# ch12 - CH 12 CH Cost of Capital Buy What The investment...

This preview shows page 1. Sign up to view the full content.

This is the end of the preview. Sign up to access the rest of the document.

Unformatted text preview: CH 12 CH Cost of Capital Buy What? The investment decision Assets Assets Current Assets Fixed Assets Where do I get the money? The financing decision Liabilities & Equity Current Liabilities Long-term Debt Preferred Stock Preferred Common Equity Common Cost of Capital Cost For Investors, the rate of return on a the security is a benefit of investing. benefit For Financial Managers, that same that rate of return is a cost of raising funds cost that are needed to operate the firm. that In other words, the cost of raising In funds is the firm’s cost of capital. cost Cost of raising funds = Cost of capital Cost Cost Corporate Finance: (The Financing Decision) (The Financing Appropriately estimate a firm Cost of Appropriately capital is important for a company to make correct decision on its Capital Structure (mixture between debts and equities) equities) Assets Assets Current assets Liabilities & Equity Current Liabilities } Capital Structure Long-term Debt Long-term Preferred Stock Preferred Common Equity Common How can the firm raise capital? How Bonds Preferred Stock Common Stock Each of these offers a rate of return to Each rate investors. investors. This return is a cost to the firm. This cost “Cost of capital” actually refers to the weighted cost of capital - a weighted weighted average cost of all financing sources. Weighted Cost of Capital Weighted Source Source debt debt preferred common Cost 6% 10% 16% Capital Capital Structure 20% 10% 70% Weighted cost of capital =.20 (6%) + .10 (10%) + .70 (16%) = 13.4% Cost of Debt Debt Cost of Debt Cost For the issuing firm, the cost For of debt is: of the rate of return required the rate by investors, by adjusted for flotation costs adjusted flotation (any costs associated with issuing new bonds), and adjusted for taxes. adjusted taxes. Example: Tax effects of financing with debt of EBIT - interest expense EBT - taxes (34%) EAT with stock with 400,000 0 400,000 (136,000) (136,000) 264,000 with debt with 400,000 (50,000) (50,000) 350,000 (119,000) (119,000) 231,000 Now, suppose the firm pays \$50,000 in Now, dividends to the stockholders. dividends Example: Tax effects of financing with debt of with stock with EBIT 400,000 - interest expense 0 EBT 400,000 - taxes (34%) (136,000) (136,000) EAT 264,000 - dividends (50,000) Retained earnings 214,000 Retained with debt with 400,000 (50,000) (50,000) 350,000 (119,000) (119,000) 231,000 0 231,000 After-tax Before-tax After-tax % cost of = % cost of cost Debt Debt Debt Kd .066 .066 = = x 1 Marginal - tax rate kd (1 - T) .10 (1 - .34) Example: Cost of Debt Example: Prescott Corporation issues a \$1,000 Prescott \$1,000 par, 20 year bond paying the market 20 rate of 10%. Coupons are 10%. semiannual. The bond will sell for par since it pays the market rate, but flotation costs amount to \$50 per \$50 bond. bond. What is the pre-tax and after-tax cost What of debt for Prescott Corporation? of Pre-tax cost of debt: (using TVM) P/Y = 2 N = 40 PMT = -50 FV = -1000 PV = 950 (Par –Floatation FV cost) cost) solve: I = 10.61% = kd solve: 10.61% After-tax cost of debt: Kd = kd (1 - T) Kd = .1061 (1 - .34) Kd = .07 = 7% Kd 7% Pre-tax cost of debt: (using TVM) P/Y = 2 N = 40 PMT = -50 FV = -1000 PV = 950 solve: I = 10.61% = kd solve: 10.61% After-tax cost of debt: Kd = kd (1 - T) Kd Kd = .1061 (1 - .34) Kd Kd = .07 = 7% Kd 7% So, a 10% bond costs the firm only 7% (with only 7% flotation costs) flotation since the interest since is tax deductible. is Cost of Preferred Stock Cost Finding the cost of preferred stock Finding cost is similar to finding the rate of return (from Chapter 8), except that we have to consider the flotation costs associated with flotation issuing preferred stock. issuing Cost of Preferred Stock Cost Recall: kp = D Po = Dividend Price From the firm’s point of view: From firm’s kp = D NPo = NPo = price - flotation costs! Dividend Net Price Example: Cost of Preferred Example: If Prescott Corporation issues If preferred stock, it will pay a dividend of \$8 per year and \$8 should be valued at \$75 per share. \$75 If flotation costs amount to \$1 \$1 per share, what is the cost of preferred stock for Prescott? preferred Cost of Preferred Stock Cost D kp = kp NPo = 8.00 74.00 = Dividend Net Price = 10.81% Cost of Common Stock Cost There are two sources of Common Equity: 1) Internal common equity (retained 1) Internal earnings). earnings). 2) External common equity (new common 2) External stock issue). stock Do these two sources have the same cost? Cost of Internal Equity Cost Since the stockholders own the firm’s Since retained earnings, the cost is simply the stockholders’ required rate of return. return. Why? If managers are investing If stockholders’ funds, stockholders will expect to earn an acceptable rate of return. return. Cost of Internal vs. External Equity Cost Using the Dividend Growth Model (CH8) Using Dividend D1 kcs = +g Pcs Cost of Internal Equity D1 kcs = +g Pcs Cost of External Equity kncs D1 = +g NPcs Net proceeds to the firm after flotation costs! Weighted Cost of Capital Weighted The weighted cost of capital is just the The weighted average cost of all of the financing sources. financing Capital Source Cost Structure debt 6% 20% preferred 10% 10% common 16% 70% Weighted Cost of Capital (20% debt, 10% preferred, 70% common) Weighted cost of capital = Weighted .20 (6%) + .10 (10%) + .70 (16%) .20 = 13.4% 13.4% ...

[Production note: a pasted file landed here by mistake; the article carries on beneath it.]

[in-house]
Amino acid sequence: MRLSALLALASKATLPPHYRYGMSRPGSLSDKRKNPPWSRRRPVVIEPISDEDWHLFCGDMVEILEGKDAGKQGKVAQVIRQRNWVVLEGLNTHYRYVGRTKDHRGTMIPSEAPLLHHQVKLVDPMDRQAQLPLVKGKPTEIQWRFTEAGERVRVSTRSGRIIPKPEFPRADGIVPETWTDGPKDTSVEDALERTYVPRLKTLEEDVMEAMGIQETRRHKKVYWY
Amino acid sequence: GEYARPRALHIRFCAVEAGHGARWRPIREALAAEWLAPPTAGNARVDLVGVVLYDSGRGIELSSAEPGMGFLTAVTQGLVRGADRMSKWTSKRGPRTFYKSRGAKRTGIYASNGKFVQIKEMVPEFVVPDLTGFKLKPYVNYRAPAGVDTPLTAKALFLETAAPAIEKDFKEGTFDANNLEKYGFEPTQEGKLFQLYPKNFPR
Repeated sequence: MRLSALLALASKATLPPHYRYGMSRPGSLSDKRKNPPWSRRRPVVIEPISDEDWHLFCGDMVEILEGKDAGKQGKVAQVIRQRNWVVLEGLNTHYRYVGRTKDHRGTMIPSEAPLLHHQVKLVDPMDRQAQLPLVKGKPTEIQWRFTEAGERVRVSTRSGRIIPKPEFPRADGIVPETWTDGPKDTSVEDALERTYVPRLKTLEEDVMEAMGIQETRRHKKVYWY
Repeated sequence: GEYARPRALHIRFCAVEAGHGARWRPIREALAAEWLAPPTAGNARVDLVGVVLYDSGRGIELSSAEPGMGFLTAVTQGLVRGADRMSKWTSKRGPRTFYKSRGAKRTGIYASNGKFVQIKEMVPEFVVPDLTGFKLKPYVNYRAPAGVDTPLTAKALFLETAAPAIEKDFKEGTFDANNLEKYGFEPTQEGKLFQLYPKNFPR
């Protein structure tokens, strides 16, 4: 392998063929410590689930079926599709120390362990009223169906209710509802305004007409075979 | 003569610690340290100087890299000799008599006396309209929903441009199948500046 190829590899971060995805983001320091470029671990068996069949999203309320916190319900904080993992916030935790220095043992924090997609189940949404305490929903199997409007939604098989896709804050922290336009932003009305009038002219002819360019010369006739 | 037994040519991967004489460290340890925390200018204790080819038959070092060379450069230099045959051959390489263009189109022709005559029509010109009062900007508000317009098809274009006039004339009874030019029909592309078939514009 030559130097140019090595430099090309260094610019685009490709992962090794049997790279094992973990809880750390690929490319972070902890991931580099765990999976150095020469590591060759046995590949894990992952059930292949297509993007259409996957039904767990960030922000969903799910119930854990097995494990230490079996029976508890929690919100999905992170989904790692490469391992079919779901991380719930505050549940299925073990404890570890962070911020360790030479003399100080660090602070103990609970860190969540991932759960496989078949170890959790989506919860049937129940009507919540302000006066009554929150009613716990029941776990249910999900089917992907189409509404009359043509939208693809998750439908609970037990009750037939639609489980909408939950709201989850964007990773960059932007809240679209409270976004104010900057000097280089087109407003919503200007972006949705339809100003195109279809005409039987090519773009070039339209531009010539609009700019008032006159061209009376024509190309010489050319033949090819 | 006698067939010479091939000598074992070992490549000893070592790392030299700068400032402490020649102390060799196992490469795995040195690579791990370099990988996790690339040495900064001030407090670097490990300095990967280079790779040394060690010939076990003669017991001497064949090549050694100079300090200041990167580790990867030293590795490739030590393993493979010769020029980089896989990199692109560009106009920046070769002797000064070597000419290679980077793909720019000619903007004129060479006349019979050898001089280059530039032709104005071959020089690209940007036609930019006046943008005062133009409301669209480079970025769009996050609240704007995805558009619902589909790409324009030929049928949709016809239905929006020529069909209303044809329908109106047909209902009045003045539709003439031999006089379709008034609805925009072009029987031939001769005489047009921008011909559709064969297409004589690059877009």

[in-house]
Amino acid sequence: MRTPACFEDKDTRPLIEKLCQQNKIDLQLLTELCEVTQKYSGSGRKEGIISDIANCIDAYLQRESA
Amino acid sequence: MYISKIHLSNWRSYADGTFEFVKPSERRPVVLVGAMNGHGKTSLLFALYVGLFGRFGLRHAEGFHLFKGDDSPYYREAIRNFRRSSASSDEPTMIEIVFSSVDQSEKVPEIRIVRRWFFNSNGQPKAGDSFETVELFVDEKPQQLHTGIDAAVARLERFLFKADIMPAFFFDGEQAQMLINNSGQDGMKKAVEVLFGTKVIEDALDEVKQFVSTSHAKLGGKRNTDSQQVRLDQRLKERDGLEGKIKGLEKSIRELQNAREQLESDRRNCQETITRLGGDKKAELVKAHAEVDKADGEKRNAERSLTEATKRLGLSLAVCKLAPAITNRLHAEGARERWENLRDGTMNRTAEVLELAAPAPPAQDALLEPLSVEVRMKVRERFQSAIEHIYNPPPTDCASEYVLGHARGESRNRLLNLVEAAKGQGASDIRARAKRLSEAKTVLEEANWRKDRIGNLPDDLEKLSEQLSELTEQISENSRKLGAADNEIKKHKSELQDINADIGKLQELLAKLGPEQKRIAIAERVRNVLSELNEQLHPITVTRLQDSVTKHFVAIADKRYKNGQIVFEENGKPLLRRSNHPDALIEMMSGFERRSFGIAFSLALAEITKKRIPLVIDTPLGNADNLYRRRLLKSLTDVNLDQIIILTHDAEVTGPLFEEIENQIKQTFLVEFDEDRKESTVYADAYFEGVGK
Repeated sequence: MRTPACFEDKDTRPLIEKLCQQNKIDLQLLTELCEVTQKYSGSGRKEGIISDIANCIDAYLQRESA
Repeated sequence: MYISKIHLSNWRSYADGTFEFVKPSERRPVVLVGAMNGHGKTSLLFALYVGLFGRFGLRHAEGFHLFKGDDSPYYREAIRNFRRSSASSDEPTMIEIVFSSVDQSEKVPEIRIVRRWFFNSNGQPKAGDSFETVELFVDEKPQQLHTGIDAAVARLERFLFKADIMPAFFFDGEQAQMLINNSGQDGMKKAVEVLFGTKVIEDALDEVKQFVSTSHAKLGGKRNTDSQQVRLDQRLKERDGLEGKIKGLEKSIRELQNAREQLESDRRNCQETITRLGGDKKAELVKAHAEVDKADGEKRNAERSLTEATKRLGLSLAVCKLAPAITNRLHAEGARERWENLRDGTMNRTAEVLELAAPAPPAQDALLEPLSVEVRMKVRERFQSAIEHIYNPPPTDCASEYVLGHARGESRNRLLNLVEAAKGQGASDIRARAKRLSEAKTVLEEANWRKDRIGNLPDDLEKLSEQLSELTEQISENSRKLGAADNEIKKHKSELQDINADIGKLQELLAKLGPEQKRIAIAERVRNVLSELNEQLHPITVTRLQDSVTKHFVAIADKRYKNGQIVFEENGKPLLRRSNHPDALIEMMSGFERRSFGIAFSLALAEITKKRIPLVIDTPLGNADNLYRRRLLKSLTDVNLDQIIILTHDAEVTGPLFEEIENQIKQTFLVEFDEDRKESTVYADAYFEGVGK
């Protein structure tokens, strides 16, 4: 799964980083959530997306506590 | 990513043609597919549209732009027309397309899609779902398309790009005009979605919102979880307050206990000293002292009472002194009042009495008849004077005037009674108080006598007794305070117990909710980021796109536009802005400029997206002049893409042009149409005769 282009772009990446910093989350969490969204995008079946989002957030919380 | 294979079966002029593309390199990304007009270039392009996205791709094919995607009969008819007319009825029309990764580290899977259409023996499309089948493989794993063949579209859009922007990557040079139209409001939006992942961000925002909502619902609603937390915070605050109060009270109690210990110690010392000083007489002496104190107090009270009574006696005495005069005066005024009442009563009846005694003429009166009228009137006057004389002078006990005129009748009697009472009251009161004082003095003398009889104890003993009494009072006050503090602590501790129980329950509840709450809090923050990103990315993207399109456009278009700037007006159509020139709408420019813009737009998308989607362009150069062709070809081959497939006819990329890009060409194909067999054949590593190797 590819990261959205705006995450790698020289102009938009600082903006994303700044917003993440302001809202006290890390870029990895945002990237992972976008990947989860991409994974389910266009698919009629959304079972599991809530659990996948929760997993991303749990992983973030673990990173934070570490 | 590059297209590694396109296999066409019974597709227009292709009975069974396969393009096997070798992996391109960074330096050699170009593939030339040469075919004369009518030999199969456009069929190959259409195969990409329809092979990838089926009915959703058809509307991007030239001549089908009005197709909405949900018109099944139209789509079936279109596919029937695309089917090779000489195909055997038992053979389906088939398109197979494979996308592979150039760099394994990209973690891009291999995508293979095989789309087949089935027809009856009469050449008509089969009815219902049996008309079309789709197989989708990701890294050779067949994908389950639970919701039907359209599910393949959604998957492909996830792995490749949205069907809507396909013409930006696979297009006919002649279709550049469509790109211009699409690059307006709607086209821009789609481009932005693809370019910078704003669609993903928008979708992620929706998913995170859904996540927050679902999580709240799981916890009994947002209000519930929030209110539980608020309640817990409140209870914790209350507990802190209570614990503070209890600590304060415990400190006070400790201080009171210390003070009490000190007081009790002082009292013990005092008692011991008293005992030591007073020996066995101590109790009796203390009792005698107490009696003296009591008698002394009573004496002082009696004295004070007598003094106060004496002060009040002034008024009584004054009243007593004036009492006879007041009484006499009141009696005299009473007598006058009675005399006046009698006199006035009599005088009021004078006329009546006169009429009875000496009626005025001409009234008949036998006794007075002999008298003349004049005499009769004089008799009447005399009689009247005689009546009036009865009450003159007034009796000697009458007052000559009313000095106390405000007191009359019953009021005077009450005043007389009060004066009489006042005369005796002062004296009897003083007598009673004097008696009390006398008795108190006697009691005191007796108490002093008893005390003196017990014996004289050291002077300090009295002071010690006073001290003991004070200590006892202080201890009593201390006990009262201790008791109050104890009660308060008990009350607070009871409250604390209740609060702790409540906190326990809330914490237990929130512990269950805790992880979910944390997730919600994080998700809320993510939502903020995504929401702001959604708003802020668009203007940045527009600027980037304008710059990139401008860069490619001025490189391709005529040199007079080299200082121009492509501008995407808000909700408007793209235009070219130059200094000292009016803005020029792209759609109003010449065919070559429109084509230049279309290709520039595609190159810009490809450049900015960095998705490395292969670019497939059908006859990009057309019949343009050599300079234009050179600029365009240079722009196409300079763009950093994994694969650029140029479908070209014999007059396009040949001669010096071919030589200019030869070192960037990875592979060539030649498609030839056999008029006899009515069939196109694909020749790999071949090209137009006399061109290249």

View Full Document

{[ snackBarMessage ]}

Ask a homework question - tutors are online